Originally Published: March 21, 2012 9:56 p.m.
PRESCOTT - In an attempt to remove politics from the realm of golf rates, the Prescott City Council this week turned over the authority for setting the rates to the city manager.
That action restores the circumstances that existed before 2005, when the City Council set new rates for the municipal Antelope Hills Golf Course by approving a resolution.
Before that, according to a city memo, an earlier city resolution stated, "if rates are not set by the City Code or council action, they can be set by the city manager." By repealing the 2005 resolution, the council reinstated the earlier resolution.
Councilman Jim Lamerson maintained that the change would put the emphasis on effective management of the city's golf course.
Golf rates should be "a management issue, not a political issue," Lamerson said, adding, "We've made it a political issue."
Other council members agreed that the rate decision should lie with the city manager rather than the council.
"This is an issue that seems to come up way too often," Councilman Charlie Arnold said. "It should be entrusted to the city manager."
Along with giving the city manager the authority on rates, this week's move also apparently sets the stage for implementation of a golf rate increase that council members discussed earlier this month.
The city memo noted that repeal of the 2005 resolution would lead to a recommendation to the city manager "that the rates be adjusted as described at the March 6 workshop."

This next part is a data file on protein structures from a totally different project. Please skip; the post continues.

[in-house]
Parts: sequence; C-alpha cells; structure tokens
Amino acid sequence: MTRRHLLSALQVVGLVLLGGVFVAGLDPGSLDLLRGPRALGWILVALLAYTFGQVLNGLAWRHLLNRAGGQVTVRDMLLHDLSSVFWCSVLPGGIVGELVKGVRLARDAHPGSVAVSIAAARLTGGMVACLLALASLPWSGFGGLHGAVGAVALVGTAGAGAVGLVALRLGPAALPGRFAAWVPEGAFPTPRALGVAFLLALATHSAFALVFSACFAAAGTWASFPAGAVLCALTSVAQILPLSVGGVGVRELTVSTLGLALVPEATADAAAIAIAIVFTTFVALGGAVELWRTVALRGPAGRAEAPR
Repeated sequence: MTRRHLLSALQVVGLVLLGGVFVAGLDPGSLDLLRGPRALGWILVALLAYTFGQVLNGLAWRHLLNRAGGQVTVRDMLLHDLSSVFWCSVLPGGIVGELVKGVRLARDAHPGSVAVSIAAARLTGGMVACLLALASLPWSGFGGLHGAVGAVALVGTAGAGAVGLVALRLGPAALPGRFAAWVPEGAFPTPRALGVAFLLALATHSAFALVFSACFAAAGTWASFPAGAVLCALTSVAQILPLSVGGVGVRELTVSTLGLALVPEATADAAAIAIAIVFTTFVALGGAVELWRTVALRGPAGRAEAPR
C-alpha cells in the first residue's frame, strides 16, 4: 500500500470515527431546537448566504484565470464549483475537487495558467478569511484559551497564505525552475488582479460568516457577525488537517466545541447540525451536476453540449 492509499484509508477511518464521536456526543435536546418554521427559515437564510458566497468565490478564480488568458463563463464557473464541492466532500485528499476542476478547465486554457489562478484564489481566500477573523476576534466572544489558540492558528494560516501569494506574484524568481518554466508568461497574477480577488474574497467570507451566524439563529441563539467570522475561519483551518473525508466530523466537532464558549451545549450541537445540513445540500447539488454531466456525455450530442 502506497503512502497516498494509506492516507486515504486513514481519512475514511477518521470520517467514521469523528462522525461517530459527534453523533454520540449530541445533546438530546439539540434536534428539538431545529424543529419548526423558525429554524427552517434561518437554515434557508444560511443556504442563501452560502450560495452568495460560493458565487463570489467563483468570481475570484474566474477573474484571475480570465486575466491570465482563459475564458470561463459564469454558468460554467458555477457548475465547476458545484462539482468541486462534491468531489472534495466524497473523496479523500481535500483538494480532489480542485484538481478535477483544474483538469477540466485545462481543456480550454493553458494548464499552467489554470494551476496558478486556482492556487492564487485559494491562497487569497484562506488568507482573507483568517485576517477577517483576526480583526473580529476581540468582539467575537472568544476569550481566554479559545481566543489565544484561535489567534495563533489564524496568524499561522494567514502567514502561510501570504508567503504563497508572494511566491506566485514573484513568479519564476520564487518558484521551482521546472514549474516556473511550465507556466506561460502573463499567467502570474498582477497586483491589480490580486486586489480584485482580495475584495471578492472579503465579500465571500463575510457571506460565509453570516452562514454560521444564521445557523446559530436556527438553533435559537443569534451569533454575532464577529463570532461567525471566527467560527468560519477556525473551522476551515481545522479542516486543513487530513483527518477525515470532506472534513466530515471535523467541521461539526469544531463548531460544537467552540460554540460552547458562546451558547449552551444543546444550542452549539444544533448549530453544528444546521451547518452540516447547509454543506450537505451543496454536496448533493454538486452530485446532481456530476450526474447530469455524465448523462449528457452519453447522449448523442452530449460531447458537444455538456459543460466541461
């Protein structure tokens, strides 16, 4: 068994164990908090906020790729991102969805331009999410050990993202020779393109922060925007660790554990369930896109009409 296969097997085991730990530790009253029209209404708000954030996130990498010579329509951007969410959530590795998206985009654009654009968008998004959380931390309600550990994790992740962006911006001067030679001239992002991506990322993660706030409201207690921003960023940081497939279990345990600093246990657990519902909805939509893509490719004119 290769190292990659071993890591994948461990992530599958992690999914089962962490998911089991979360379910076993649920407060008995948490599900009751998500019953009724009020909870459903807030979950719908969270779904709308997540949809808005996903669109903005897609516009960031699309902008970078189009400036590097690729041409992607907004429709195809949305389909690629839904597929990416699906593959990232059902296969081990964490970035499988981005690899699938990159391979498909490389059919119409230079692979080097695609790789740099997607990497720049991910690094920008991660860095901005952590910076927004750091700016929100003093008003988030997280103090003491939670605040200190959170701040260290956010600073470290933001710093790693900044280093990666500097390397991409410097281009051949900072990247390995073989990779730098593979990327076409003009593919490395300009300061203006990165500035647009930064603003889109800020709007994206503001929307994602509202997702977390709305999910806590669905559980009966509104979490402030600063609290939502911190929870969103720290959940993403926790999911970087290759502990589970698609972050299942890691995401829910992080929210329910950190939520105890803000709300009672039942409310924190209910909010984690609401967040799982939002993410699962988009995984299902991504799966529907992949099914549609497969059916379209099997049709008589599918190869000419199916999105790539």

On Wednesday, Antelope Hills Manager Mack McCarley said he likely would meet with City Manager Craig McConnell soon to discuss the proposed rate increases.
At the earlier workshop, McCarley outlined a rate increase that would add $2 for greens fees and $1 for cart rentals.
Local residents currently pay a total of $38 for golf and a cart, and McCarley is proposing raising the rate to $41. For those who golf without a cart, the rate would go from $24 to $26.
While the implementation date for the rate increases still is uncertain, McCarley noted, "We're shooting for May 1."
Since the proposed rate increases were first announced, McCarley said he has received mostly positive feedback from golfers.
"Most golfers understand that the golf course is losing money," McCarley said. "And even with the $2 increase, golf is still a bargain at Antelope Hills."
Even as council members unanimously approved the authority change on Tuesday, they also urged city staff members to look into long-term solutions for the golf course.
In past discussions, council members have suggested changes ranging from turning the management of the course over to a private firm, to making the golf course a function of the city's general fund rather than its current status as a separate "enterprise fund."
McConnell said Friday that future discussion of possible changes in the golf course management likely would be a part of the city's upcoming budget discussions for the 2012-13 fiscal year, which begins on July 1.